Farmer Focus: Resistant varieties deliver top yields

I expected harvest to be completed in September, but we are now into October, with no progress for the past eight days.

All looked to be fine last Friday morning with a forecast of a few sunny days over the weekend giving the opportunity to cut the last of the wheat and finish off wheat drilling in good conditions.

However, by mid-morning the forecast had changed, the sunshine replaced by drizzle and the dry weather moving a few days further into the future.

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Within 24 hours we had had 30mm of rain, and the dry spell is still to arrive.

It feels as if the accuracy of weather forecasting has decreased recently.

We have easy access to so many forecasts now that our expectations are maybe too high, but when 30mm of rain for the whole region falls within 24 hours of a forecast of a dry sunny day, I do feel somewhat cheated!

Many times this season the forecast for the following week has been promising, but with the exception of a couple of times when we had a few decent days in a row, dry days have been elusive, with an average of only one dry day in three since harvest began.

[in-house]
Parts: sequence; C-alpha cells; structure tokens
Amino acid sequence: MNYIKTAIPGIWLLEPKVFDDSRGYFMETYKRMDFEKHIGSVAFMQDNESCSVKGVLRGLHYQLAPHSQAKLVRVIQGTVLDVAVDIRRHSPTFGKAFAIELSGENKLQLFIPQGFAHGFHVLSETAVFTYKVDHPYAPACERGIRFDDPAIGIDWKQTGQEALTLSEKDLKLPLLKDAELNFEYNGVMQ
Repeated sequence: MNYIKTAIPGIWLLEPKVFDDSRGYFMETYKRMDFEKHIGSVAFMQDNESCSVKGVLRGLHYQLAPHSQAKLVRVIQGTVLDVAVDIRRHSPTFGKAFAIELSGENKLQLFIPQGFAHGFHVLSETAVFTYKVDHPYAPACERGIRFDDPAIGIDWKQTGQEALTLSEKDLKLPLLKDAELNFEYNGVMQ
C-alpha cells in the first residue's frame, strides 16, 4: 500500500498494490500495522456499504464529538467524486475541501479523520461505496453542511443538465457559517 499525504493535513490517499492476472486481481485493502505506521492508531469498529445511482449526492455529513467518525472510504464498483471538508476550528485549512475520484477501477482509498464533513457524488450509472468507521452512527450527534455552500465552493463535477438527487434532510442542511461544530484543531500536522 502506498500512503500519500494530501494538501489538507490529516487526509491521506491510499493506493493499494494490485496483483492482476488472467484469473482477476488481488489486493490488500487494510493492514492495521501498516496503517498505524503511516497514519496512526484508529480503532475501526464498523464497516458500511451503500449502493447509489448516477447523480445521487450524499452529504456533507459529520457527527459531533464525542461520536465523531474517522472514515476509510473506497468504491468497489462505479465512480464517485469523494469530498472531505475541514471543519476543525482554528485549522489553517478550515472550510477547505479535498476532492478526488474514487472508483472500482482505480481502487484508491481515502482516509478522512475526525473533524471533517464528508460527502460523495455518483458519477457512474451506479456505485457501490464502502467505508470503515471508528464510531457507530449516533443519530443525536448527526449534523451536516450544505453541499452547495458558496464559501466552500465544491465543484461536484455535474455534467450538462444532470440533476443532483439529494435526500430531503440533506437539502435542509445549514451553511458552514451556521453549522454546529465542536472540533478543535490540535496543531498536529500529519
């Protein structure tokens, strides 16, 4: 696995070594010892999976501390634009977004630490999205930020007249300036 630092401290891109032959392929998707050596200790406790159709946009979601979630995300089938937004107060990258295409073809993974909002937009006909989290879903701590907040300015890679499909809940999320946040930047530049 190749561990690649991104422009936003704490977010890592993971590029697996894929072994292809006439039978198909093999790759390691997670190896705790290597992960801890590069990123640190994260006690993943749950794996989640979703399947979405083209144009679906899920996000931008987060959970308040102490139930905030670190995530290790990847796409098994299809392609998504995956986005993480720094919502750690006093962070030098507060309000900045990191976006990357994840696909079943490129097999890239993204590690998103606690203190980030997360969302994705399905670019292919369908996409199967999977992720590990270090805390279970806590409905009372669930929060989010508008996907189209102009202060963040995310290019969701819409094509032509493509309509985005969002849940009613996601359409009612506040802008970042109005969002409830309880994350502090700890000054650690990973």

Low germination

The last of the spring malting barley has now almost gone off the farm and in general has been very good quality, with low nitrogen, screenings and grain skinning combined with above-average yields.

Only an odd load with unexplained low germination levels has returned to farm.

This raises a question in my mind about the accuracy and statistical significance of the current sampling and testing protocol, but as yet there does not seem to be a better way of determining grain germination for a large tonnage.

In the absence of flood or drought this season, the wheat varieties have mirrored the Septoria ratings for disease levels at the end of the season and this has translated to final grain size and yield.

It is certainly justification of the decision to drop varieties with a low score, as additional chemical cost has not been able to protect the yield potential.